Our biggest challenge is me focusing, especially focusing on what I’m great at and letting go and allowing my team to take things off my plate. It’s difficult for me to trust others since I’m such a perfectionist. However, with each thing I let go, I’m able to focus more on the part of my business I love: helping others, designing and creating content, building new workshops and programs!

If you could change one thing about your business, what would it be?
More scalability. I want to go national and even international. Perhaps the answer is finding partners who could help us launch our educational workshops and seminars on a much larger platform. For example, my dream would be to do workshops and
seminars all over the world for entrepreneurs, sponsored by Sharpies or Staples, or even the U.S. Government.
Imagine holding free workshops for businesspeople to help them become more successful. That would be incredible!

What was your childhood ambition?
To be an astronaut/brain surgeon/theater actress/professional gymnast/
skier (so I could do BOTH the summer AND Winter Olympics). I was an overachiever with serious ADHD.

Tell us about three entrepreneurs that you admire
Ali Brown: a badass businesswoman who has built an internet marketing how-to empire.
Tina Fey: a comedian who has turned her gift for writing and acting into an incredible success that makes me laugh, a lot.
Gary Vaynerchuck: the embodiment of passion and purpose (not to mention “hustle”). I love him.

For business meetings: breakfast, lunch, or dinner?
All three. And everything in between. I am a meeting machine.

What sacrifices on your personal life did you have to make in order to become a business success?
What personal life? I’m 34, single, and work 70 to 80 hour weeks. I love every minute of it. ‘Nuff said.

What is your favorite quotation?
Here is an expert from my favorite quote (it’s long): “I do not choose to be a common [wo]man. It is my right to be uncommon—if I can. I seek opportunity—not security.... I want to take the calculated risk; to dream and to build, to fail and to succeed....I prefer the challenges of life to the guaranteed existence; the thrill of fulfillment to the stale calm of utopia. I will not trade freedom for beneficence nor my dignity for a handout.... It is my heritage to stand erect, proud and unafraid; to think and act for myself, enjoy the benefit of my creations and to face the world boldly and say, ‘This I have done.’” – Dean Alfange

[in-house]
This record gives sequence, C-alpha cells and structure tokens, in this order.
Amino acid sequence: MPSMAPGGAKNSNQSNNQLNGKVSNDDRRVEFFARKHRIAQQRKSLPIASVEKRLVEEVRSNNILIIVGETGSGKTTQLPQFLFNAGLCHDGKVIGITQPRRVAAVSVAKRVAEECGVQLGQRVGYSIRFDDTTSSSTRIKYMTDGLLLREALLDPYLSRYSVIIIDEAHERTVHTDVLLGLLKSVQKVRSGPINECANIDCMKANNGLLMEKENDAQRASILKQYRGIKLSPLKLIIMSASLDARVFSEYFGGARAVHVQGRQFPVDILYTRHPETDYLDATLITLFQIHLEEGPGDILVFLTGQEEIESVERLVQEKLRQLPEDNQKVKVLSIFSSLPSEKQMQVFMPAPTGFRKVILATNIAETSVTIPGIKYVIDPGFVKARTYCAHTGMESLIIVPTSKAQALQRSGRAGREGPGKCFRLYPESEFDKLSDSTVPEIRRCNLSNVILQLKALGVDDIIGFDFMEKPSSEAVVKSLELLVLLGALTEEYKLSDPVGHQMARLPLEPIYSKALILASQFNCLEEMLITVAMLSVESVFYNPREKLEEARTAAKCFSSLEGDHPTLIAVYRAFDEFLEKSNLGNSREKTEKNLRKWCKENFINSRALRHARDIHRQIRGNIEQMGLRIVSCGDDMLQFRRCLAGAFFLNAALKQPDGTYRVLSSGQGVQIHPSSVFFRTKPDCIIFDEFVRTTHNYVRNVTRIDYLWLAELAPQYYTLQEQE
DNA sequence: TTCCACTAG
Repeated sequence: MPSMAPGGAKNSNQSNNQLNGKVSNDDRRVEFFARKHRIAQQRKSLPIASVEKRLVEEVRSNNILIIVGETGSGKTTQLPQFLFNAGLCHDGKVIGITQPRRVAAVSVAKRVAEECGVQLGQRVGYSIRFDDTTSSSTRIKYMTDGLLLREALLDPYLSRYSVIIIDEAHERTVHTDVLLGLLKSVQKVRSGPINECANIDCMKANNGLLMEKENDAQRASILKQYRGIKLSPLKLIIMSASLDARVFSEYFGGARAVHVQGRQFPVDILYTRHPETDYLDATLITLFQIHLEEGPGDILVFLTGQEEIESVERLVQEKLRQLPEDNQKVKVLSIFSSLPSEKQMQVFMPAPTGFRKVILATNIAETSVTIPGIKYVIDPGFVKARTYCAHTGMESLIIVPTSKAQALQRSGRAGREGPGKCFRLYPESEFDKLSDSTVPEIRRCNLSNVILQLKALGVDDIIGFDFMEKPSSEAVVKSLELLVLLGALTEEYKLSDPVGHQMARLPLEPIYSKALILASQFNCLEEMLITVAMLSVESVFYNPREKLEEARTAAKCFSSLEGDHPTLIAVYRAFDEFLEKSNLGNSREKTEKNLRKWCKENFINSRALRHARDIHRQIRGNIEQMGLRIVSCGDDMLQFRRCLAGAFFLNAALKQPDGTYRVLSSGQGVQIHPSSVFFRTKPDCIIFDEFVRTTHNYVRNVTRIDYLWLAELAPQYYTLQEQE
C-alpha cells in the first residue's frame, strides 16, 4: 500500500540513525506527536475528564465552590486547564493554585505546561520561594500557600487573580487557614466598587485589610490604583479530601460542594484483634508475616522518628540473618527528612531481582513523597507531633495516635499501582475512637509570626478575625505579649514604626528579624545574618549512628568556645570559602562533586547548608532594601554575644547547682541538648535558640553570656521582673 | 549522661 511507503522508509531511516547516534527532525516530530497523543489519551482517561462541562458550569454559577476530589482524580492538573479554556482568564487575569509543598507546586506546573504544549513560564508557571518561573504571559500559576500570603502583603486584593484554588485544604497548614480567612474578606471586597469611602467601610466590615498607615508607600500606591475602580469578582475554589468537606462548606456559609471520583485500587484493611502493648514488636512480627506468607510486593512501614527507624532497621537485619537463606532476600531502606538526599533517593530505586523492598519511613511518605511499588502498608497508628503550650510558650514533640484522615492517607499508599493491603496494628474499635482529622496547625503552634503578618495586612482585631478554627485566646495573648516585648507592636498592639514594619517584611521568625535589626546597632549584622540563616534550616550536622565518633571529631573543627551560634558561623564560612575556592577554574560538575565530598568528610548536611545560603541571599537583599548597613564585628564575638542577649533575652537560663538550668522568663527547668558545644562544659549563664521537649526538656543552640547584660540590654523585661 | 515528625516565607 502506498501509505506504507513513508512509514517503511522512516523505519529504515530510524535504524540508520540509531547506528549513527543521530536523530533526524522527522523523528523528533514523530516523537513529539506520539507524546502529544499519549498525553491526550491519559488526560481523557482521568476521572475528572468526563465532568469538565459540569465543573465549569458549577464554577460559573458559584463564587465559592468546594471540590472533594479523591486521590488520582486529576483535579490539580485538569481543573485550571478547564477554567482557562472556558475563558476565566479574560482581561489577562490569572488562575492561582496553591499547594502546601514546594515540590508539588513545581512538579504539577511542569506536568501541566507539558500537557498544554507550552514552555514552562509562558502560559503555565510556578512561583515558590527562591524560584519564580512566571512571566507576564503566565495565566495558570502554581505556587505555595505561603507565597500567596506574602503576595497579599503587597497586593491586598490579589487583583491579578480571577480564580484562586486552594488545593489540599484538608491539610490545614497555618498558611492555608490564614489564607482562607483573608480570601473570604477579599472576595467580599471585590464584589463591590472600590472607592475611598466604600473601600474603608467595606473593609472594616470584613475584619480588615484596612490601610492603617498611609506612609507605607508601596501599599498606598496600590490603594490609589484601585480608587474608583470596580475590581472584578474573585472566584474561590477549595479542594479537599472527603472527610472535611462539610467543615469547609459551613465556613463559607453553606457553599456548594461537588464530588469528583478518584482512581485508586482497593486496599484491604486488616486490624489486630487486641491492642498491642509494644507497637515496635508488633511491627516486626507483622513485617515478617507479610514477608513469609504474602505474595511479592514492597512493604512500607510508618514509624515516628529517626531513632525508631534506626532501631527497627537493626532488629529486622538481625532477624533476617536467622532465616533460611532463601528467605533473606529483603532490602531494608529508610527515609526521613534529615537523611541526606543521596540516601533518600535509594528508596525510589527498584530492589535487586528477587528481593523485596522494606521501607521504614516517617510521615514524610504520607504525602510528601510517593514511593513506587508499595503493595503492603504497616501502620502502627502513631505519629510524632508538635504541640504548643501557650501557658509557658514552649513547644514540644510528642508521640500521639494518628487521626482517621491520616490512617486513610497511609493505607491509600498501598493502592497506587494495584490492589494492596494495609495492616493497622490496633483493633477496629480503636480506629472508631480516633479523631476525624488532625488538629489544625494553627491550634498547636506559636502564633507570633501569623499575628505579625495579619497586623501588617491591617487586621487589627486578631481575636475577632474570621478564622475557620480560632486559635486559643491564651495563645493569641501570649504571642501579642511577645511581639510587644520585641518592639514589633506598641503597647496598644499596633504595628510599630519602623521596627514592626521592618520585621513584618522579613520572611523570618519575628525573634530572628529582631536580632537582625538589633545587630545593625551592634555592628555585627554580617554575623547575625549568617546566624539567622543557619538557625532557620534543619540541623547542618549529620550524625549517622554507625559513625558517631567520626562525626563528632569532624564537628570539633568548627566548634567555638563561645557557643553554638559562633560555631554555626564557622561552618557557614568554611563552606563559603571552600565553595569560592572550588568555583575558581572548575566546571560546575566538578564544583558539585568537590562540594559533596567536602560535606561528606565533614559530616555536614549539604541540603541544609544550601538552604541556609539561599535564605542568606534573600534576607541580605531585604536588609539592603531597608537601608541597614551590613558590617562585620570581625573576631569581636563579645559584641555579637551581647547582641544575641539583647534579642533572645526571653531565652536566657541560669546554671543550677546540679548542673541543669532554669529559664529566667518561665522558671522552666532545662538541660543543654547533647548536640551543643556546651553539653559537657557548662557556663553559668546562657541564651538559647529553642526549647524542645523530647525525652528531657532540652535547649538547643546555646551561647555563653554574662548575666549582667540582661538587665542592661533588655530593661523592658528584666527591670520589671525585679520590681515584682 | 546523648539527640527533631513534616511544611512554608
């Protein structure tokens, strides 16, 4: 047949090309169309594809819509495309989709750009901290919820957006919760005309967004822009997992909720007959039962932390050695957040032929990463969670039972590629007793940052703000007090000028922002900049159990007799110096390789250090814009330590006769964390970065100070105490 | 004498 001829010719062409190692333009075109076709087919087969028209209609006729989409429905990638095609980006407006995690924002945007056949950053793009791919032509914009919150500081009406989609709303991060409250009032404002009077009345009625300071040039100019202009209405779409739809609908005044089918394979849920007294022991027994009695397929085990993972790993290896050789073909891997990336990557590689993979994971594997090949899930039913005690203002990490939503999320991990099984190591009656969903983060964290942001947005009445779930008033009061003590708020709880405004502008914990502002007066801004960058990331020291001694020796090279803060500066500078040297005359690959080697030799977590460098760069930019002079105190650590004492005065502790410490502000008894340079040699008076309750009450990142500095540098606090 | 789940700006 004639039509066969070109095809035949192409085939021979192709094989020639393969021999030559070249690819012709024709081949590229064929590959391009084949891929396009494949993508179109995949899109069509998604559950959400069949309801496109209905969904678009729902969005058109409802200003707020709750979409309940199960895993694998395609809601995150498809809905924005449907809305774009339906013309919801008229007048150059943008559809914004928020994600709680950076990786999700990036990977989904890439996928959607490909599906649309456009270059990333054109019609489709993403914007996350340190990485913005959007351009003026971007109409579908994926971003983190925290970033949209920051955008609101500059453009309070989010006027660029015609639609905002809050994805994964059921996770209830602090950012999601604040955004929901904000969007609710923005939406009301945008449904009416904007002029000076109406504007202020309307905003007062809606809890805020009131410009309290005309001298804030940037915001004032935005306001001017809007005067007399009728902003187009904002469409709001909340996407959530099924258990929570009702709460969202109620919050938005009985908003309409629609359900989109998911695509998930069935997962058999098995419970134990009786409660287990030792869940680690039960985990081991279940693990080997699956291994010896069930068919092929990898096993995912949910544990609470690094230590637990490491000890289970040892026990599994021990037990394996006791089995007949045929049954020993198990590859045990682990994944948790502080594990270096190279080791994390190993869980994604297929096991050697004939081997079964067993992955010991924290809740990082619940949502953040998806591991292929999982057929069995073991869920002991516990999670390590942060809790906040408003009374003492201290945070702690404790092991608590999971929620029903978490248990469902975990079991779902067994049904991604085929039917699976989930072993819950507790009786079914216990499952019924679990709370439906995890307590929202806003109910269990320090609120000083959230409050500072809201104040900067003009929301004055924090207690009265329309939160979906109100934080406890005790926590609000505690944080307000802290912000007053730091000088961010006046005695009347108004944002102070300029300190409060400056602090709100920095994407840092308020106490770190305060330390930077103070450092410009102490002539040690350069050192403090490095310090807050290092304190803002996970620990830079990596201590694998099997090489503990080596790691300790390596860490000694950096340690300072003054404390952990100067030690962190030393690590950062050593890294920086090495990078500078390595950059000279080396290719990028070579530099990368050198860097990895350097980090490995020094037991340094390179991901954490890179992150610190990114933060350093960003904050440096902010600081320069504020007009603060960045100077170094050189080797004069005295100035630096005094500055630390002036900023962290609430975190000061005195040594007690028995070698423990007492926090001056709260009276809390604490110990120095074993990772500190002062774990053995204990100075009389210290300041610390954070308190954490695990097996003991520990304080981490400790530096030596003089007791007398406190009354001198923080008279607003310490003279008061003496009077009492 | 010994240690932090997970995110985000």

Is it difficult to be unconventional?
Perhaps at one point in my life it was, but I’ve sort of “grown into” myself and become more and more “me” - which is really quite unconventional in a lot of ways. And in fact, I think it’s essential to my brand. It makes me memorable, which is essential these days.

Biggest mistake made?
“There is no failure, only feedback.” Every decision, wrong or right, ultimately led me here, which since I’m here, is where I’m supposed to be. In terms of WHAT feedback I’ve learned, the biggest lesson (and I still learn it every day) is to trust my instinct. I know more than I think I do a lot of times, but I’ve often ignored the little voice in my head, and doubt those instincts.

Do you consider yourself an innovator? Why?
I am an innovator because I think creatively and can often see things in a way that others don’t, but also because I LISTEN more than others. I am open to other people’s ideas and can fit them together, whereas I find that many people, particularly other entrepreneurs are closed to other people’s ideas because they are too attached to their own. The key to being innovative is to allow other ideas to “have sex with” yours (I stole that concept from Gary Vaynerchuck, who is another innovator, one that i admire intensely.)

About the Company:
We create educational workshops and seminars that I deliver on how to market, sell and brand yourself more effectively so that people remember you, refer business to you and have you “top of mind” in your field.
What makes my workshops and keynotes different than most is that the learning program is always effective and educational but never boring. No lectures. No long dissertations. They’re interactive and hands-on. People walk out energized, motivated, and connected with the other people in the room. It’s like school but fun.
Our audience consists of mostly solopreneurs, freelancers and salespeople who need to build their business in this time of ADD, information overload and economic stress. The new program we’re launching is called “From Nobody To Somebody: The Do-It-Yourself Guide to Becoming an Expert In Your Field... Fast.” We teach our clients how to do it using a combination of high-level strategy plus more tactical in-person and online techniques.
My company markets and sells these workshops to the public and to sponsors who want to engage this audience to generate leads and develop relationships. The networking at our events is just amazing – probably because people are so fired up from the content, their minds are wide open to meeting new people and exploring new partnerships. We also create custom programs for companies who want to bring us in-house.
www.michellevillalobos.com